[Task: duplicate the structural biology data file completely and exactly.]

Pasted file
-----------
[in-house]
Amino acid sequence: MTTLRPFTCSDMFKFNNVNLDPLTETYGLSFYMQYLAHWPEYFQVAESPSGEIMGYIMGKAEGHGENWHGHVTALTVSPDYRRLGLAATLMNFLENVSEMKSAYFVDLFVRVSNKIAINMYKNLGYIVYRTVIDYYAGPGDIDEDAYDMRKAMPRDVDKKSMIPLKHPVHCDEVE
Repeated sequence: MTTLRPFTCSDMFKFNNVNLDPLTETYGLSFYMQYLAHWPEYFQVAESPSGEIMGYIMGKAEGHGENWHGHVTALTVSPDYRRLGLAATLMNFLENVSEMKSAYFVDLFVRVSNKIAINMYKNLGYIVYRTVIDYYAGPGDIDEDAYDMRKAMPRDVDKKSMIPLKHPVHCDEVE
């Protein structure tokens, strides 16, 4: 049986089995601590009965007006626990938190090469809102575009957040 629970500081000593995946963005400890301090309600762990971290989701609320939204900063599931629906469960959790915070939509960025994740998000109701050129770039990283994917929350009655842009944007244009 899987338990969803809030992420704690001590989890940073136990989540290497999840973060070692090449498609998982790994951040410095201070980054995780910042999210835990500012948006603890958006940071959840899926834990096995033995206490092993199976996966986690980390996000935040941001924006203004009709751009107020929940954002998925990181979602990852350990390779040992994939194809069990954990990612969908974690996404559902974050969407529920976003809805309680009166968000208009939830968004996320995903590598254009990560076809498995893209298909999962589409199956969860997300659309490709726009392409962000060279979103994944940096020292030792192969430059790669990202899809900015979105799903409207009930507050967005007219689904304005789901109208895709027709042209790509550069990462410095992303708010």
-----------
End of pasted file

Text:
[in-house]
Amino acid sequence: MTTLRPFTCSDMFKFNNVNLDPLTETYGLSFYMQYLAHWPEYFQVAESPSGEIMGYIMGKAEGHGENWHGHVTALTVSPDYRRLGLAATLMNFLENVSEMKSAYFVDLFVRVSNKIAINMYKNLGYIVYRTVIDYYAGPGDIDEDAYDMRKAMPRDVDKKSMIPLKHPVHCDEVE
Repeated sequence: MTTLRPFTCSDMFKFNNVNLDPLTETYGLSFYMQYLAHWPEYFQVAESPSGEIMGYIMGKAEGHGENWHGHVTALTVSPDYRRLGLAATLMNFLENVSEMKSAYFVDLFVRVSNKIAINMYKNLGYIVYRTVIDYYAGPGDIDEDAYDMRKAMPRDVDKKSMIPLKHPVHCDEVE
């Protein structure tokens, strides 16, 4: 049986089995601590009965007006626990938190090469809102575009957040 629970500081000593995946963005400890301090309600762990971290989701609320939204900063599931629906469960959790915070939509960025994740998000109701050129770039990283994917929350009655842009944007244009 899987338990969803809030992420704690001590989890940073136990989540290497999840973060070692090449498609998982790994951040410095201070980054995780910042999210835990500012948006603890958006940071959840899926834990096995033995206490092993199976996966986690980390996000935040941001924006203004009709751009107020929940954002998925990181979602990852350990390779040992994939194809069990954990990612969908974690996404559902974050969407529920976003809805309680009166968000208009939830968004996320995903590598254009990560076809498995893209298909999962589409199956969860997300659309490709726009392409962000060279979103994944940096020292030792192969430059790669990202899809900015979105799903409207009930507050967005007219689904304005789901109208895709027709042209790509550069990462410095992303708010």